In Aberdeen Royal Infirmary, an investigation is continuing on artificial intelligence (AI) in assisting radiologists with the review of mammograms. Mammograms refers to low-level X-rays, which are used in breast cancer screenings to detect very tiny changes to visualize or feel. The trial has successfully proven that identifying early-stage breast cancer is possible for those who will now undergo surgery.
The number of radiologists available to review mammogram results is decreasing daily. Despite all these things, an increasing number of women are attending routine breast screenings. AI allows computers to perform tasks that typically require human intelligence. Across various industries all over the globe, AI technology has been used massively. In healthcare, AI is seen as a powerful tool for enhancing the speed of drug and disease discovery.
In Scotland, the number of screens that have detected cancer disease that belongs to the breast is increasing, leading to a greater workload for radiologists. The NHS Grampian’s Gemini project collaborates with the NHS, the University of Aberdeen, and private industry. This collaboration is taking the help of an AI model termed Mia. Kheiron Medical Technologies develop Mia with support from Microsoft’s cloud computing services. Due to current rules set by the National Screening Council, AI cannot get automatically deployed in screenings. Therefore, the AI model is being trialled as an additional check at the end of mammogram scan reviews.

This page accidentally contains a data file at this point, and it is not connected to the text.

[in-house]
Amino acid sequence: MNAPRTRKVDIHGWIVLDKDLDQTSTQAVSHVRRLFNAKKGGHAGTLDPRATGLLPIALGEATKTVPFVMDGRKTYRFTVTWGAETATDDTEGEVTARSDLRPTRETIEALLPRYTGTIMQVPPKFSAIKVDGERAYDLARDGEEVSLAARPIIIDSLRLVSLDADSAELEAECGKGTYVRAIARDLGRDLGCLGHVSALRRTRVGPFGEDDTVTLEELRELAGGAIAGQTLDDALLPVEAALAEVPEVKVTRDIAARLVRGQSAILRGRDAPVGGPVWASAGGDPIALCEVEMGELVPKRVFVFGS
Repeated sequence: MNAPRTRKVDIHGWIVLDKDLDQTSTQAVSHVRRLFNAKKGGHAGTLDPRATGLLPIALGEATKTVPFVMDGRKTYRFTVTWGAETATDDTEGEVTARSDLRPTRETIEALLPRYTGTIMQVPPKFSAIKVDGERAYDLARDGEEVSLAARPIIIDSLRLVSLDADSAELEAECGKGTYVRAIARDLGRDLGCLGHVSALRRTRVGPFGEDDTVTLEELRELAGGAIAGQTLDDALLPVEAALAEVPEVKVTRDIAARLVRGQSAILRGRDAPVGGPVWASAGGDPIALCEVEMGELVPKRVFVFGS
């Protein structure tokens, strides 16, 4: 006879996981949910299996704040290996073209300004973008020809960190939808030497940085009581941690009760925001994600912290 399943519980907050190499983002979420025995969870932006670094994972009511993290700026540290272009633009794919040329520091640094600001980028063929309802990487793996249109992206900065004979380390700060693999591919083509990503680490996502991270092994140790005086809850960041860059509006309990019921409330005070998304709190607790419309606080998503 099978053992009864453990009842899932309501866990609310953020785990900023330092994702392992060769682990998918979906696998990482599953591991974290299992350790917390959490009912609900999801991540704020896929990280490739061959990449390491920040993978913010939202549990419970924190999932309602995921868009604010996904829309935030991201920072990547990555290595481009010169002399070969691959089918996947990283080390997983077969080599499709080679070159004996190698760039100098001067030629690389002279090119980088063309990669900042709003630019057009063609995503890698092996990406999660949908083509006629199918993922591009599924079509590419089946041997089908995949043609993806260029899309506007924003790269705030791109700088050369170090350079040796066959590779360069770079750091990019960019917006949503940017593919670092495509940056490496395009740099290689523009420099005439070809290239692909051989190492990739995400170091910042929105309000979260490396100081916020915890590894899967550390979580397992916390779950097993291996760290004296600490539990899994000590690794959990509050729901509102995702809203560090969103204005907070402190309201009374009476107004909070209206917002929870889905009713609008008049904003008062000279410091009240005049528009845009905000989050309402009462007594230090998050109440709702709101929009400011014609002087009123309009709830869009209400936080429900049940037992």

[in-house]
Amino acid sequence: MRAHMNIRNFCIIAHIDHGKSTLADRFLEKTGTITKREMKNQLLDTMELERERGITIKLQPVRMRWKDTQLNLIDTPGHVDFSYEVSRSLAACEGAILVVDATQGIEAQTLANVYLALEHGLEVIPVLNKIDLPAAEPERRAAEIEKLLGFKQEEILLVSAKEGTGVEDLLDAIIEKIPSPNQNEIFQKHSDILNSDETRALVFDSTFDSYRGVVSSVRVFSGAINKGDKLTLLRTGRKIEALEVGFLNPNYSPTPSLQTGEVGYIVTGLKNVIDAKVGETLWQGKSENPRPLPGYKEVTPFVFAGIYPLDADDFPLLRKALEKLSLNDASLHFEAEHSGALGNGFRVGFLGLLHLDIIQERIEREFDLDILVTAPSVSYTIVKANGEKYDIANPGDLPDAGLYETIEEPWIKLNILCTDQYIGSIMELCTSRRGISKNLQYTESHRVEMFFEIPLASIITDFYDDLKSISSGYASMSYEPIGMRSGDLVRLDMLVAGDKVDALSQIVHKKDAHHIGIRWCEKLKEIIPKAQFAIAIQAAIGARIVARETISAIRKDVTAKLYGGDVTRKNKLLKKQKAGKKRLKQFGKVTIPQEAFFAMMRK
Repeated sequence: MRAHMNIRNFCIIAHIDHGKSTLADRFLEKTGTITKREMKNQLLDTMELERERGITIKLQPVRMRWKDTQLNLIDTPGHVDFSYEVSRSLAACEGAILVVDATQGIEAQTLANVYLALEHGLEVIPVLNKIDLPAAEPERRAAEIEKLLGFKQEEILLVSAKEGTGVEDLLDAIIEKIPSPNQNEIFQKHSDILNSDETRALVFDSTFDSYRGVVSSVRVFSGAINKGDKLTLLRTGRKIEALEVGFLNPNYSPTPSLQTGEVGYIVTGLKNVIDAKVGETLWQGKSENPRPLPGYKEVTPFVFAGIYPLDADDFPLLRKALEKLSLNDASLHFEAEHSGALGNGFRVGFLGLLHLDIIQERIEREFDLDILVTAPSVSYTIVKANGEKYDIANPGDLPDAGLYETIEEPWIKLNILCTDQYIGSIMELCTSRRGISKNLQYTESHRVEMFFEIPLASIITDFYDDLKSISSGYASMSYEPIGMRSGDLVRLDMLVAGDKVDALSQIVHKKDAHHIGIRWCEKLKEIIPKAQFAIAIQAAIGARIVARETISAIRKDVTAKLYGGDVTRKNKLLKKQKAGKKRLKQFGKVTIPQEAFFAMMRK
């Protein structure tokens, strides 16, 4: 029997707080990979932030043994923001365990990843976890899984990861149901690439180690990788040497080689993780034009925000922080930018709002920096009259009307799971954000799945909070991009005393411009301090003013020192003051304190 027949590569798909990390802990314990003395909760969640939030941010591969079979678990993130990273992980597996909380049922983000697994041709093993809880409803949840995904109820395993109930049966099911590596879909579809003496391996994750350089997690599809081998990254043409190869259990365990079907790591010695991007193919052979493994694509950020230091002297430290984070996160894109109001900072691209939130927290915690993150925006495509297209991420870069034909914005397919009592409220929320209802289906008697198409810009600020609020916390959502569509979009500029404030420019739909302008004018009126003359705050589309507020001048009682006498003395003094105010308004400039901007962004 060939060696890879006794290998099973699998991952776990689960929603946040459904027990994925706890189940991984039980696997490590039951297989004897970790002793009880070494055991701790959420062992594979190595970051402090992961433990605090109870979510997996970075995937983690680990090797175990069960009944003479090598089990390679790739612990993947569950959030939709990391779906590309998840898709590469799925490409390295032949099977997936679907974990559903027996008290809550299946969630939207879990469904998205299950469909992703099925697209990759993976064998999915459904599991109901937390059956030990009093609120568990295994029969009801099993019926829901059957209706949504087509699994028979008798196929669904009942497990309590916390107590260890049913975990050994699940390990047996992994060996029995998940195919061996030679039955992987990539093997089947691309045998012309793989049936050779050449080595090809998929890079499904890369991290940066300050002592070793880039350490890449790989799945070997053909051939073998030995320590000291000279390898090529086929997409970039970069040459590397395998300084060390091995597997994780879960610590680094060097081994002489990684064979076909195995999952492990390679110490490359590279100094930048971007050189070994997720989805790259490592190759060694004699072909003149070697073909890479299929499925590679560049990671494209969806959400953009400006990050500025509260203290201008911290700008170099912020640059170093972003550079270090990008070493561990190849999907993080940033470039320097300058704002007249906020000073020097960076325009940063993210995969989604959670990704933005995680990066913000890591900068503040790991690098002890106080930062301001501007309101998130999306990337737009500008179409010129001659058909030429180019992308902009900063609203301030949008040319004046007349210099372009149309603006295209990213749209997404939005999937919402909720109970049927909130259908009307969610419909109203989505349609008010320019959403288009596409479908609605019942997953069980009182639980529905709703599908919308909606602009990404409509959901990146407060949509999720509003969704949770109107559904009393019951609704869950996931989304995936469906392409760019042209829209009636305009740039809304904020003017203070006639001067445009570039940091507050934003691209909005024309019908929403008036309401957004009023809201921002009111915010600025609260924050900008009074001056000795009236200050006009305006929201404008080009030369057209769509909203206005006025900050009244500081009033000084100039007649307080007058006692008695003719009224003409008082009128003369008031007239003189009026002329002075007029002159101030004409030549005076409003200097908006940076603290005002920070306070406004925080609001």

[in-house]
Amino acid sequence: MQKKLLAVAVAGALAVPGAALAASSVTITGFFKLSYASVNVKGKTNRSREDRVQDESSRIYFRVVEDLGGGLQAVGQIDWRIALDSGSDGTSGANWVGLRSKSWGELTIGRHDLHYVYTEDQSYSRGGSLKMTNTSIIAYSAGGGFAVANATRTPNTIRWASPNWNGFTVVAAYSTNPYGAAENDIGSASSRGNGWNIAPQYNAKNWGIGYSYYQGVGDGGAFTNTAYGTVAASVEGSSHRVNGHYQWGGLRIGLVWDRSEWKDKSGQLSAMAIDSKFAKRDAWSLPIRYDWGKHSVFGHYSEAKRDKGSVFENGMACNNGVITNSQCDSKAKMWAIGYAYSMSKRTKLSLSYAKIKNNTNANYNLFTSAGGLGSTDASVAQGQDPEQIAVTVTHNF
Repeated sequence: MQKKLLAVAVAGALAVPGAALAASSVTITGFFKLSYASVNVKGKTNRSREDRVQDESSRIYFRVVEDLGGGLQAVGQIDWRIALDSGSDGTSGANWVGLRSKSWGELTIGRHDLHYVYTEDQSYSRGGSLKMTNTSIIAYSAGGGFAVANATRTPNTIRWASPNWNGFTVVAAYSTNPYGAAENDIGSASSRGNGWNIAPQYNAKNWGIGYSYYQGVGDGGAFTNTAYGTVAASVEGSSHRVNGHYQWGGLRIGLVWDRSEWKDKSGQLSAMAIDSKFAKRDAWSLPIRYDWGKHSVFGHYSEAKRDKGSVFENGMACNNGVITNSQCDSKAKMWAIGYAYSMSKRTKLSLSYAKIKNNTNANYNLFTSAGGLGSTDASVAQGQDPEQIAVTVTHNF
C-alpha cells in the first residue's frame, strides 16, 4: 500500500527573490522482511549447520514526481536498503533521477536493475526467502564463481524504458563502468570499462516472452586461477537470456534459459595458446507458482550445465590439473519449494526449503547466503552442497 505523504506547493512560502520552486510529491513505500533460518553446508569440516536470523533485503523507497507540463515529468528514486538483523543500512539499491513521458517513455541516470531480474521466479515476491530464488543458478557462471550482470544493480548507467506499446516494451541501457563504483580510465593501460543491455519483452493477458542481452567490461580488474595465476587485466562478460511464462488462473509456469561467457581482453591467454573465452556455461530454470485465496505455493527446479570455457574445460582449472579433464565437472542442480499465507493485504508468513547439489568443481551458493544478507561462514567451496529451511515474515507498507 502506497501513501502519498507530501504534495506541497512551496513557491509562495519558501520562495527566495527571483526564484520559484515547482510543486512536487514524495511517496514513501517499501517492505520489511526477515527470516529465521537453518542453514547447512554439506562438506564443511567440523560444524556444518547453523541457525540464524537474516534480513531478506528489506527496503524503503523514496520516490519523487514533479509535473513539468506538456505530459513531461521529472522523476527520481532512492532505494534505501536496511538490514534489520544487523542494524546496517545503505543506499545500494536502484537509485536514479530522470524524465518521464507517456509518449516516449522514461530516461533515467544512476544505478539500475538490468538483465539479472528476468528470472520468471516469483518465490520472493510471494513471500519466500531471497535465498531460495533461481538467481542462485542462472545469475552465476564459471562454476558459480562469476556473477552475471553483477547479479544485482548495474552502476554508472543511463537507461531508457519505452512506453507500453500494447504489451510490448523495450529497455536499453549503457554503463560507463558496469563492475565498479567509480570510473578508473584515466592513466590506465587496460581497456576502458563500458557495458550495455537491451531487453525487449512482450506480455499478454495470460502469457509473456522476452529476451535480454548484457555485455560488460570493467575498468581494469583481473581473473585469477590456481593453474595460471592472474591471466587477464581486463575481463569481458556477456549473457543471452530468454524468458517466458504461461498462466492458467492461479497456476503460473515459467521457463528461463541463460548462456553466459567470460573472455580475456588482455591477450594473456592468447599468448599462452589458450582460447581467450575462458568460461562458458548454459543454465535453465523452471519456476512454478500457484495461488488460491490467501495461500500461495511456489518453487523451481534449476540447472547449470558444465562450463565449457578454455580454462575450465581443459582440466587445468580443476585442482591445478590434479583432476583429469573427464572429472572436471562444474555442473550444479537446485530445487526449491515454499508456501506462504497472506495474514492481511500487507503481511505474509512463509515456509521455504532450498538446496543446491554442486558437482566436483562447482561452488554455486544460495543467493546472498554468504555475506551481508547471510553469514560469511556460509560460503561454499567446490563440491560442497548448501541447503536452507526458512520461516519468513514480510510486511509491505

The radiologists can utilise AI software to identify differences between two mammogram scans that focus on areas of concern. This additional tool detects abnormalities at an early stage. Participants in the trial have expressed that the regular usage of AI made the process less intrusive as compared to the reviews that humans scan.
Scotland’s breast screening program has undergone various challenges because of the staff shortage, with many radiology staff nearing retirement age. The potential of AI to cover a portion of the screening image reading burden has been highlighted. Still, the evaluation aims to determine the best way to integrate AI into the workflow. It also performs the role of replacing a radiologist, assisting in reading mammograms or improving cancer detection as a safety net.
The successful trial of the Aberdeen has led to plans for more than 30 NHS trusts across the UK to utilise this AI technology. Millions of patients are benefitted from this. In England, people are exploring the technology by questioning how AI can support better and faster outcomes for breast cancer patients.
AI plays a significant role in healthcare, helping doctors save lives by improving efficiency and accuracy in diagnosis and treatment.